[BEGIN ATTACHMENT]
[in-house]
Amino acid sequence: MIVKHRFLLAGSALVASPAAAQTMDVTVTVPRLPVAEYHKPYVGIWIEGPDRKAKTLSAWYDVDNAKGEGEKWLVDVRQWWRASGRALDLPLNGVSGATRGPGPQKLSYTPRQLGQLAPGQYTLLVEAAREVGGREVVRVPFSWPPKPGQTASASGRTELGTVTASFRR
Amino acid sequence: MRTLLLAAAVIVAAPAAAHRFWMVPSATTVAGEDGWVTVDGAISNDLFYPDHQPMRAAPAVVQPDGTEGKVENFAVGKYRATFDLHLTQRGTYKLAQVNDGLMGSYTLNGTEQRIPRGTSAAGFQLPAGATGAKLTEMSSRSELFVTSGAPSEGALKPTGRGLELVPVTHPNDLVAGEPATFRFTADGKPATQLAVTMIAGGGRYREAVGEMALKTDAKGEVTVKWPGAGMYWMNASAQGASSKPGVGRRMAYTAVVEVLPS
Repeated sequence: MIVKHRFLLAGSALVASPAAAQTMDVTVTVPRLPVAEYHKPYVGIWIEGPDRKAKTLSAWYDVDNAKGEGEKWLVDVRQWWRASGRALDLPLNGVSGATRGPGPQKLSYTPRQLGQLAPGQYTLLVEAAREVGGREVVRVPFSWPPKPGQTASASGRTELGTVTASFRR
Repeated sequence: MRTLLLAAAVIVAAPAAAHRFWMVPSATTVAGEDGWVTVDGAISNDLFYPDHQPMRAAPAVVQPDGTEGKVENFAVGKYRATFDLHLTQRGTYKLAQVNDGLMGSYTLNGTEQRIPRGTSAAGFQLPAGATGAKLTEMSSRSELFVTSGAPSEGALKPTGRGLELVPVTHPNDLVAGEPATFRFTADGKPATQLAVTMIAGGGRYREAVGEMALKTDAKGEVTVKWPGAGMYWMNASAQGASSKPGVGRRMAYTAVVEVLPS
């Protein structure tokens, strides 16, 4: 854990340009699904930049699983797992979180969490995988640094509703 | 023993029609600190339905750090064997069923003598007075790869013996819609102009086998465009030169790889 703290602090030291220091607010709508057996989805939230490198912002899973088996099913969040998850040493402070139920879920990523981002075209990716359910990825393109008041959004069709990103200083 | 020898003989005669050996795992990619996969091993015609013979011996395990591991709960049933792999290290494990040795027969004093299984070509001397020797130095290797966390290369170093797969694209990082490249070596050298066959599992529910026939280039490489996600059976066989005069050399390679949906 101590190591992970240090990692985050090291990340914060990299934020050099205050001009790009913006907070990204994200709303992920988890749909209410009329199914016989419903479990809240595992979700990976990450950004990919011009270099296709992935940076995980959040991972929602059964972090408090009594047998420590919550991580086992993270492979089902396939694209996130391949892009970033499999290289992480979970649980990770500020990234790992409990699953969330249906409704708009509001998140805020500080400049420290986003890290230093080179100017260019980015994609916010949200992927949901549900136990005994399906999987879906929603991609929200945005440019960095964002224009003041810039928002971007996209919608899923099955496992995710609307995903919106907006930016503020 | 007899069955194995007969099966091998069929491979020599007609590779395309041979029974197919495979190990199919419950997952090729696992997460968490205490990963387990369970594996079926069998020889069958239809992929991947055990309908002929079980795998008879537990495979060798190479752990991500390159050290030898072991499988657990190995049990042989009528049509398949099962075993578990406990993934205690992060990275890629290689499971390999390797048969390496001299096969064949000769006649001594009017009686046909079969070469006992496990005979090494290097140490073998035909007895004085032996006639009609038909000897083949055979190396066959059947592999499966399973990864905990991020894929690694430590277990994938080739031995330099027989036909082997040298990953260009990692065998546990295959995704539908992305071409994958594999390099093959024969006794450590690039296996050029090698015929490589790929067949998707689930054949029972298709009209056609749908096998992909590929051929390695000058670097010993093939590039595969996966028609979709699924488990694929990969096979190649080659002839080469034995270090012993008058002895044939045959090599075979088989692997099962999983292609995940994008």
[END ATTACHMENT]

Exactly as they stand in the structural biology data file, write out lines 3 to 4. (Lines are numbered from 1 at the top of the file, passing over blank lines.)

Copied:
Amino acid sequence: MRTLLLAAAVIVAAPAAAHRFWMVPSATTVAGEDGWVTVDGAISNDLFYPDHQPMRAAPAVVQPDGTEGKVENFAVGKYRATFDLHLTQRGTYKLAQVNDGLMGSYTLNGTEQRIPRGTSAAGFQLPAGATGAKLTEMSSRSELFVTSGAPSEGALKPTGRGLELVPVTHPNDLVAGEPATFRFTADGKPATQLAVTMIAGGGRYREAVGEMALKTDAKGEVTVKWPGAGMYWMNASAQGASSKPGVGRRMAYTAVVEVLPS
Repeated sequence: MIVKHRFLLAGSALVASPAAAQTMDVTVTVPRLPVAEYHKPYVGIWIEGPDRKAKTLSAWYDVDNAKGEGEKWLVDVRQWWRASGRALDLPLNGVSGATRGPGPQKLSYTPRQLGQLAPGQYTLLVEAAREVGGREVVRVPFSWPPKPGQTASASGRTELGTVTASFRR